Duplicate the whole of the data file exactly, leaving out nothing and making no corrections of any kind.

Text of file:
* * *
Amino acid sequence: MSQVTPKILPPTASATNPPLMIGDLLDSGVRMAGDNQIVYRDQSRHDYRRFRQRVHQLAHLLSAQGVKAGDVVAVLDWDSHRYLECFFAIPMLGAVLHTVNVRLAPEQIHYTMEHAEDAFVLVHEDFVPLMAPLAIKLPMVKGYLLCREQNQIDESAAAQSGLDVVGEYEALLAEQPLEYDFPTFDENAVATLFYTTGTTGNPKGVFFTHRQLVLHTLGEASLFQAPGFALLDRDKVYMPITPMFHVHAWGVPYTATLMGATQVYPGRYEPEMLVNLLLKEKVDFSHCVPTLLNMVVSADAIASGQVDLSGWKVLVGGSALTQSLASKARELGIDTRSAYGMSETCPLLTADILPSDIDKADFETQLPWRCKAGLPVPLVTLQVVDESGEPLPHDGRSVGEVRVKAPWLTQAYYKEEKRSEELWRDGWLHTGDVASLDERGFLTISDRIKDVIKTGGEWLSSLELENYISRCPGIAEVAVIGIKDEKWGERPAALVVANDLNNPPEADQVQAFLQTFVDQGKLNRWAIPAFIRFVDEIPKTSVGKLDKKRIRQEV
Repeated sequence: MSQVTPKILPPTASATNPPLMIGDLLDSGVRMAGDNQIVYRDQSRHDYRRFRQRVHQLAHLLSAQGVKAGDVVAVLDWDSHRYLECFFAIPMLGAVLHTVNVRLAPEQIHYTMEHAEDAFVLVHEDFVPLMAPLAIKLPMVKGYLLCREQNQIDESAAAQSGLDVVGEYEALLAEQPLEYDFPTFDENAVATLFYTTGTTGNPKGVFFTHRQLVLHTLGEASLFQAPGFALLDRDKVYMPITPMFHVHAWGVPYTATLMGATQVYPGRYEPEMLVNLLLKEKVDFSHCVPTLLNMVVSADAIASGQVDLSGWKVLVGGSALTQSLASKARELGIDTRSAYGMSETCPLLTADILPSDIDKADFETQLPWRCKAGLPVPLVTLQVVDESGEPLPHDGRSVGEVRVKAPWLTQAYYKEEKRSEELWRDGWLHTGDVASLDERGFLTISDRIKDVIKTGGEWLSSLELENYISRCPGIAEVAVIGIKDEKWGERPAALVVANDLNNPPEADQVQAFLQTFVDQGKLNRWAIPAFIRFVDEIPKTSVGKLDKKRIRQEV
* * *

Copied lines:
Amino acid sequence: MSQVTPKILPPTASATNPPLMIGDLLDSGVRMAGDNQIVYRDQSRHDYRRFRQRVHQLAHLLSAQGVKAGDVVAVLDWDSHRYLECFFAIPMLGAVLHTVNVRLAPEQIHYTMEHAEDAFVLVHEDFVPLMAPLAIKLPMVKGYLLCREQNQIDESAAAQSGLDVVGEYEALLAEQPLEYDFPTFDENAVATLFYTTGTTGNPKGVFFTHRQLVLHTLGEASLFQAPGFALLDRDKVYMPITPMFHVHAWGVPYTATLMGATQVYPGRYEPEMLVNLLLKEKVDFSHCVPTLLNMVVSADAIASGQVDLSGWKVLVGGSALTQSLASKARELGIDTRSAYGMSETCPLLTADILPSDIDKADFETQLPWRCKAGLPVPLVTLQVVDESGEPLPHDGRSVGEVRVKAPWLTQAYYKEEKRSEELWRDGWLHTGDVASLDERGFLTISDRIKDVIKTGGEWLSSLELENYISRCPGIAEVAVIGIKDEKWGERPAALVVANDLNNPPEADQVQAFLQTFVDQGKLNRWAIPAFIRFVDEIPKTSVGKLDKKRIRQEV
Repeated sequence: MSQVTPKILPPTASATNPPLMIGDLLDSGVRMAGDNQIVYRDQSRHDYRRFRQRVHQLAHLLSAQGVKAGDVVAVLDWDSHRYLECFFAIPMLGAVLHTVNVRLAPEQIHYTMEHAEDAFVLVHEDFVPLMAPLAIKLPMVKGYLLCREQNQIDESAAAQSGLDVVGEYEALLAEQPLEYDFPTFDENAVATLFYTTGTTGNPKGVFFTHRQLVLHTLGEASLFQAPGFALLDRDKVYMPITPMFHVHAWGVPYTATLMGATQVYPGRYEPEMLVNLLLKEKVDFSHCVPTLLNMVVSADAIASGQVDLSGWKVLVGGSALTQSLASKARELGIDTRSAYGMSETCPLLTADILPSDIDKADFETQLPWRCKAGLPVPLVTLQVVDESGEPLPHDGRSVGEVRVKAPWLTQAYYKEEKRSEELWRDGWLHTGDVASLDERGFLTISDRIKDVIKTGGEWLSSLELENYISRCPGIAEVAVIGIKDEKWGERPAALVVANDLNNPPEADQVQAFLQTFVDQGKLNRWAIPAFIRFVDEIPKTSVGKLDKKRIRQEV